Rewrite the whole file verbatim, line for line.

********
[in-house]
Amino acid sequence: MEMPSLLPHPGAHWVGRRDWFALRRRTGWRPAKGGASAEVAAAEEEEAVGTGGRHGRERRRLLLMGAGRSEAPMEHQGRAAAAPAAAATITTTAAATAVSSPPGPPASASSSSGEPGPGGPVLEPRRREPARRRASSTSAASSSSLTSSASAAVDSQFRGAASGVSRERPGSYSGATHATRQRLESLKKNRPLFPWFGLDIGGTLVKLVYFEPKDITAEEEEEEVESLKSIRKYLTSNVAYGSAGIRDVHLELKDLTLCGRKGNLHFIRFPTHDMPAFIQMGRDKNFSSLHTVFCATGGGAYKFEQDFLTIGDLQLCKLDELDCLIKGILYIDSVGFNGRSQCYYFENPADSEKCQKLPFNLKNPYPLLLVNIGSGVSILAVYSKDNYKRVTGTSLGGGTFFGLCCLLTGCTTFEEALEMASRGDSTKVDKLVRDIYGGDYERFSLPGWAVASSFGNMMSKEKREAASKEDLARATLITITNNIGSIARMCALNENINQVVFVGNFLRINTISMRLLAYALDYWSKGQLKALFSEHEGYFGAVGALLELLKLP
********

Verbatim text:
[in-house]
Amino acid sequence: MEMPSLLPHPGAHWVGRRDWFALRRRTGWRPAKGGASAEVAAAEEEEAVGTGGRHGRERRRLLLMGAGRSEAPMEHQGRAAAAPAAAATITTTAAATAVSSPPGPPASASSSSGEPGPGGPVLEPRRREPARRRASSTSAASSSSLTSSASAAVDSQFRGAASGVSRERPGSYSGATHATRQRLESLKKNRPLFPWFGLDIGGTLVKLVYFEPKDITAEEEEEEVESLKSIRKYLTSNVAYGSAGIRDVHLELKDLTLCGRKGNLHFIRFPTHDMPAFIQMGRDKNFSSLHTVFCATGGGAYKFEQDFLTIGDLQLCKLDELDCLIKGILYIDSVGFNGRSQCYYFENPADSEKCQKLPFNLKNPYPLLLVNIGSGVSILAVYSKDNYKRVTGTSLGGGTFFGLCCLLTGCTTFEEALEMASRGDSTKVDKLVRDIYGGDYERFSLPGWAVASSFGNMMSKEKREAASKEDLARATLITITNNIGSIARMCALNENINQVVFVGNFLRINTISMRLLAYALDYWSKGQLKALFSEHEGYFGAVGALLELLKLP